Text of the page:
Stanley Tucci as Dr. Abraham Erskine gives what is probably the best lower-level supporting performance from any Marvel film to date. While his Erskine is serious, the moment at which he’s inspired by this skinny kid from Brooklyn is exceedingly clear, and Tucci delivers his lines about why Steve was chosen for the project with a feeling and truth that makes you believe in Steve even more, if you hadn’t already.
The combat scenes were awesome to behold. While we got a hint of what the super-soldier serum could do back in The Incredible Hulk, this was merely a taste of what was to come. Seeing the master himself at work in Captain America was great, as the agility and stamina are all in your face from the moment Steve gets transformed. Whether it’s jumping, lifting, sneaking, fighting, or shooting, the film makes Cap’s skill very easy and clear to see. Seeing him throw the shield in combat was also very riveting for me as a Cap fan, and the very practical ways in which he decides to implement it in combat situations make the action stand out from the other types of similar scenes in other Marvel films.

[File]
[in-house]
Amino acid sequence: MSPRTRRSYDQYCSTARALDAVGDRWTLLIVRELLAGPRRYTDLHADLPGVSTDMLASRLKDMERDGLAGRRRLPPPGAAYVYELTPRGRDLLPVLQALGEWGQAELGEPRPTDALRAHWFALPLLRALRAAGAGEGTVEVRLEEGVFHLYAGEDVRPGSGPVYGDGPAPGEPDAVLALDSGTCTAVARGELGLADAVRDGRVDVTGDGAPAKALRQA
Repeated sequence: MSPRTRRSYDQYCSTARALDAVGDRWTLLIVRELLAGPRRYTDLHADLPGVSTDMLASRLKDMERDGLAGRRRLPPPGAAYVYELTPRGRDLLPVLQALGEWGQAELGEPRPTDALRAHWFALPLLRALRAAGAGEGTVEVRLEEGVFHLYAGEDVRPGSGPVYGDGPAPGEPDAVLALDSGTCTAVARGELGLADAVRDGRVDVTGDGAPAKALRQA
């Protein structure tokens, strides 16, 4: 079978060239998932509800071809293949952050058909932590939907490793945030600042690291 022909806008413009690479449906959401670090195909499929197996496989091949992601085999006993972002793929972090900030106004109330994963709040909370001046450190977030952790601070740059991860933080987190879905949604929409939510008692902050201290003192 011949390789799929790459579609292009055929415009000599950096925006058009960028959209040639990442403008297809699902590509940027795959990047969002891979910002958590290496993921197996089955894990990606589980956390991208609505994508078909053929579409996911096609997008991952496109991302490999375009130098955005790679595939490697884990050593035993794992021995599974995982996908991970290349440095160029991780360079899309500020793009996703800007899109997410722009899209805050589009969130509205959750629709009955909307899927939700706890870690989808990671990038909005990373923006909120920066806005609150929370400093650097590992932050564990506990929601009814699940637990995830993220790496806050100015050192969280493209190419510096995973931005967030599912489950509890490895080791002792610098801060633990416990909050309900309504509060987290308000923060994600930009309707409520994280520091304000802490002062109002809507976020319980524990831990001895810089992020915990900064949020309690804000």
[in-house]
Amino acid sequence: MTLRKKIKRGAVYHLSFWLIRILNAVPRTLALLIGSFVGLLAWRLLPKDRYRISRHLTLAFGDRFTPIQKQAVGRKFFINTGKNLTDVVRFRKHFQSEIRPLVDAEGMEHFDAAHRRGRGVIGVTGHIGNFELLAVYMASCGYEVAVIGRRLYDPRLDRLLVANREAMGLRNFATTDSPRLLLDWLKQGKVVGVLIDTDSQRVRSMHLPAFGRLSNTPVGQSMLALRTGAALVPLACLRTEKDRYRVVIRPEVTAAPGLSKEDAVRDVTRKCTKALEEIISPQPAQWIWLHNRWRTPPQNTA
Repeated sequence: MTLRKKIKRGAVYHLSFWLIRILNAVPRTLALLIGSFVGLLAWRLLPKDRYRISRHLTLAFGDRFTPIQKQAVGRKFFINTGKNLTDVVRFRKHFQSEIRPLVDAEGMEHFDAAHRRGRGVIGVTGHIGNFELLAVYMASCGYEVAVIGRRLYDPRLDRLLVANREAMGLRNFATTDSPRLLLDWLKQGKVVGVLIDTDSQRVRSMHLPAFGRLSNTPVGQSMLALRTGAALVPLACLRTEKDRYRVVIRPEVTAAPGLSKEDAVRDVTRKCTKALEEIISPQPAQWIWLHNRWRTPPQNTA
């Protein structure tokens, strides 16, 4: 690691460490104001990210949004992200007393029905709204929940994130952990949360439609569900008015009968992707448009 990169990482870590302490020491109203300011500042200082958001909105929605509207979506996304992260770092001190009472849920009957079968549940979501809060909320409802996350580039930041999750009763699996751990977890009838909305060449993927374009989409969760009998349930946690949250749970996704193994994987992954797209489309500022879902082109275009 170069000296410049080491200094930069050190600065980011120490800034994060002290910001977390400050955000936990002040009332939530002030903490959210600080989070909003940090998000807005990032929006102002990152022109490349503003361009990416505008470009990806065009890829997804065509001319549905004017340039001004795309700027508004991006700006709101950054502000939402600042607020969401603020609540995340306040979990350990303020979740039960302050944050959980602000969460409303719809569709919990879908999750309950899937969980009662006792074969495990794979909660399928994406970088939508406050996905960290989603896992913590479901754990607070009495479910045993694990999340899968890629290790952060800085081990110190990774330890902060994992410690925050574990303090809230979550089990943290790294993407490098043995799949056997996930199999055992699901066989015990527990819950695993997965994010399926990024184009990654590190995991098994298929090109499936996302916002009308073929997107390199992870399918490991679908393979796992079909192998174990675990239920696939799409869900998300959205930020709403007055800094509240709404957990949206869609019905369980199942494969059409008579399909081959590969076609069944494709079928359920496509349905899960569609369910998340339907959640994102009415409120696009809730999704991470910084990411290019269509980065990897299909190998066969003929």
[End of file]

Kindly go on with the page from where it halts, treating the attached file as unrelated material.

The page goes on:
Director Joe Johnston has really surprised me with this film, but this is also coming from a kid who watched The Rocketeer every day from ages 3-5. Maybe I’m biased, but it seems as if he’s pulling off the period very well in this film while adding new creative pieces of technological innovation where it serves the story. The aesthetic here evokes the threatening environs of Europe during the war, but also manages to maintain an impression of comic book heroism that doesn’t feel forced or unnatural given the circumstances.